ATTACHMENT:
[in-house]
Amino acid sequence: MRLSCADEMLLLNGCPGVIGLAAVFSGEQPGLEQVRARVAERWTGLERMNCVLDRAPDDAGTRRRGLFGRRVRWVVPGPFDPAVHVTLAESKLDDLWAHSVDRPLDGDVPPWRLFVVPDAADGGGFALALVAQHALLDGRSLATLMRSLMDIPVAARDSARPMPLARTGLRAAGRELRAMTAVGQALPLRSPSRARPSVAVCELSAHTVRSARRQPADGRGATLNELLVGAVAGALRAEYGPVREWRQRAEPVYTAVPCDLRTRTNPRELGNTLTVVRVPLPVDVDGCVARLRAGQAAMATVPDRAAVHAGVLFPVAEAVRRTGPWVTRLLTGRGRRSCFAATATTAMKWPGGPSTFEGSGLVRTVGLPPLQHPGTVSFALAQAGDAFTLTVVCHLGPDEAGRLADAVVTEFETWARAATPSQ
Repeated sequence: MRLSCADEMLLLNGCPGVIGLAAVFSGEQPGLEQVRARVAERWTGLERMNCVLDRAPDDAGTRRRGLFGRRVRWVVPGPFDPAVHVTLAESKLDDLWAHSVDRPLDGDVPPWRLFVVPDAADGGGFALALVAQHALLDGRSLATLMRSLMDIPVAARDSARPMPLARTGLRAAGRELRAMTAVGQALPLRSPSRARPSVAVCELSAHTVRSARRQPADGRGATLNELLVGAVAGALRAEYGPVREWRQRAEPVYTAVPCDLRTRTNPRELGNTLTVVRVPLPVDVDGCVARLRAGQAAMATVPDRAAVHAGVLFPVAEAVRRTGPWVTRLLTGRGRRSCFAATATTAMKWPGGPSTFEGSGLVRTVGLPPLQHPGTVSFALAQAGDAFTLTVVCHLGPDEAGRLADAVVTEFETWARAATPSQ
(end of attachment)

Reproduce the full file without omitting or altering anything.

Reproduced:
[in-house]
Amino acid sequence: MRLSCADEMLLLNGCPGVIGLAAVFSGEQPGLEQVRARVAERWTGLERMNCVLDRAPDDAGTRRRGLFGRRVRWVVPGPFDPAVHVTLAESKLDDLWAHSVDRPLDGDVPPWRLFVVPDAADGGGFALALVAQHALLDGRSLATLMRSLMDIPVAARDSARPMPLARTGLRAAGRELRAMTAVGQALPLRSPSRARPSVAVCELSAHTVRSARRQPADGRGATLNELLVGAVAGALRAEYGPVREWRQRAEPVYTAVPCDLRTRTNPRELGNTLTVVRVPLPVDVDGCVARLRAGQAAMATVPDRAAVHAGVLFPVAEAVRRTGPWVTRLLTGRGRRSCFAATATTAMKWPGGPSTFEGSGLVRTVGLPPLQHPGTVSFALAQAGDAFTLTVVCHLGPDEAGRLADAVVTEFETWARAATPSQ
Repeated sequence: MRLSCADEMLLLNGCPGVIGLAAVFSGEQPGLEQVRARVAERWTGLERMNCVLDRAPDDAGTRRRGLFGRRVRWVVPGPFDPAVHVTLAESKLDDLWAHSVDRPLDGDVPPWRLFVVPDAADGGGFALALVAQHALLDGRSLATLMRSLMDIPVAARDSARPMPLARTGLRAAGRELRAMTAVGQALPLRSPSRARPSVAVCELSAHTVRSARRQPADGRGATLNELLVGAVAGALRAEYGPVREWRQRAEPVYTAVPCDLRTRTNPRELGNTLTVVRVPLPVDVDGCVARLRAGQAAMATVPDRAAVHAGVLFPVAEAVRRTGPWVTRLLTGRGRRSCFAATATTAMKWPGGPSTFEGSGLVRTVGLPPLQHPGTVSFALAQAGDAFTLTVVCHLGPDEAGRLADAVVTEFETWARAATPSQ